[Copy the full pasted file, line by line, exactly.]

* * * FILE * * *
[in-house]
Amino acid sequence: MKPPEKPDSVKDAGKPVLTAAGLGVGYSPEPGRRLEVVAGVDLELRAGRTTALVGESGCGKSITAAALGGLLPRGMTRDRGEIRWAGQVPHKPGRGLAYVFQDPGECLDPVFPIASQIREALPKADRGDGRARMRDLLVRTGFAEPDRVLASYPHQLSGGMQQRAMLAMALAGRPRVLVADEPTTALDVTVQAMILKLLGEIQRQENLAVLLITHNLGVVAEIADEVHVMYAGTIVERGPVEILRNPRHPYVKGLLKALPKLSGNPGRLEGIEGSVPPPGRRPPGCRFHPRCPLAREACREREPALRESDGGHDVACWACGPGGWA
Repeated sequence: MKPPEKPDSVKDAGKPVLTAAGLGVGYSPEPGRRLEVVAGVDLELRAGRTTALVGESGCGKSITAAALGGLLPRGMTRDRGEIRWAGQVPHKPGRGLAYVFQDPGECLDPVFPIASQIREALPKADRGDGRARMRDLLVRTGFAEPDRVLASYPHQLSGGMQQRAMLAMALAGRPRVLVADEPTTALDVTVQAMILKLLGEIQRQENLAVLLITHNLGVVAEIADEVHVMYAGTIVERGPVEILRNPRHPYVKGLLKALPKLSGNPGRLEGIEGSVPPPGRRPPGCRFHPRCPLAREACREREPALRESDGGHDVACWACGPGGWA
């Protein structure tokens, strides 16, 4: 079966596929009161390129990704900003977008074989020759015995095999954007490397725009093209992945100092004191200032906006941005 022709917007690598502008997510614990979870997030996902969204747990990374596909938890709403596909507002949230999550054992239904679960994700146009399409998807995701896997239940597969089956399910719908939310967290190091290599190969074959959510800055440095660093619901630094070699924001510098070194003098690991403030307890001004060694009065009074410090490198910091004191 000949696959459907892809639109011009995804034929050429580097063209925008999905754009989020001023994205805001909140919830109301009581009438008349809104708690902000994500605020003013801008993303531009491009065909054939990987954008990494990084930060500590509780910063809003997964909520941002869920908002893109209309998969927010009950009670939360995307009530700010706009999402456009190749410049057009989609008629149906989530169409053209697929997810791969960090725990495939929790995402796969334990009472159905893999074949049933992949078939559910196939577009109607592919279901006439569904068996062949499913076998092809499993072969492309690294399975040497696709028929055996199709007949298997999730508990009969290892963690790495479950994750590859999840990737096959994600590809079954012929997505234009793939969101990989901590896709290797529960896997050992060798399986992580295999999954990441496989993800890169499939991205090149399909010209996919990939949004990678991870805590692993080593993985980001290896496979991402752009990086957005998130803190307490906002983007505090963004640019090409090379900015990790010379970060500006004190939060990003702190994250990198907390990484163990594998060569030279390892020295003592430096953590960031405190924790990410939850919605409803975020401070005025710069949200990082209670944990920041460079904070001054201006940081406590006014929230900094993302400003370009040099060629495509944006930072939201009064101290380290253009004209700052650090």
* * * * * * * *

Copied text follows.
[in-house]
Amino acid sequence: MKPPEKPDSVKDAGKPVLTAAGLGVGYSPEPGRRLEVVAGVDLELRAGRTTALVGESGCGKSITAAALGGLLPRGMTRDRGEIRWAGQVPHKPGRGLAYVFQDPGECLDPVFPIASQIREALPKADRGDGRARMRDLLVRTGFAEPDRVLASYPHQLSGGMQQRAMLAMALAGRPRVLVADEPTTALDVTVQAMILKLLGEIQRQENLAVLLITHNLGVVAEIADEVHVMYAGTIVERGPVEILRNPRHPYVKGLLKALPKLSGNPGRLEGIEGSVPPPGRRPPGCRFHPRCPLAREACREREPALRESDGGHDVACWACGPGGWA
Repeated sequence: MKPPEKPDSVKDAGKPVLTAAGLGVGYSPEPGRRLEVVAGVDLELRAGRTTALVGESGCGKSITAAALGGLLPRGMTRDRGEIRWAGQVPHKPGRGLAYVFQDPGECLDPVFPIASQIREALPKADRGDGRARMRDLLVRTGFAEPDRVLASYPHQLSGGMQQRAMLAMALAGRPRVLVADEPTTALDVTVQAMILKLLGEIQRQENLAVLLITHNLGVVAEIADEVHVMYAGTIVERGPVEILRNPRHPYVKGLLKALPKLSGNPGRLEGIEGSVPPPGRRPPGCRFHPRCPLAREACREREPALRESDGGHDVACWACGPGGWA
């Protein structure tokens, strides 16, 4: 079966596929009161390129990704900003977008074989020759015995095999954007490397725009093209992945100092004191200032906006941005 022709917007690598502008997510614990979870997030996902969204747990990374596909938890709403596909507002949230999550054992239904679960994700146009399409998807995701896997239940597969089956399910719908939310967290190091290599190969074959959510800055440095660093619901630094070699924001510098070194003098690991403030307890001004060694009065009074410090490198910091004191 000949696959459907892809639109011009995804034929050429580097063209925008999905754009989020001023994205805001909140919830109301009581009438008349809104708690902000994500605020003013801008993303531009491009065909054939990987954008990494990084930060500590509780910063809003997964909520941002869920908002893109209309998969927010009950009670939360995307009530700010706009999402456009190749410049057009989609008629149906989530169409053209697929997810791969960090725990495939929790995402796969334990009472159905893999074949049933992949078939559910196939577009109607592919279901006439569904068996062949499913076998092809499993072969492309690294399975040497696709028929055996199709007949298997999730508990009969290892963690790495479950994750590859999840990737096959994600590809079954012929997505234009793939969101990989901590896709290797529960896997050992060798399986992580295999999954990441496989993800890169499939991205090149399909010209996919990939949004990678991870805590692993080593993985980001290896496979991402752009990086957005998130803190307490906002983007505090963004640019090409090379900015990790010379970060500006004190939060990003702190994250990198907390990484163990594998060569030279390892020295003592430096953590960031405190924790990410939850919605409803975020401070005025710069949200990082209670944990920041460079904070001054201006940081406590006014929230900094993302400003370009040099060629495509944006930072939201009064101290380290253009004209700052650090």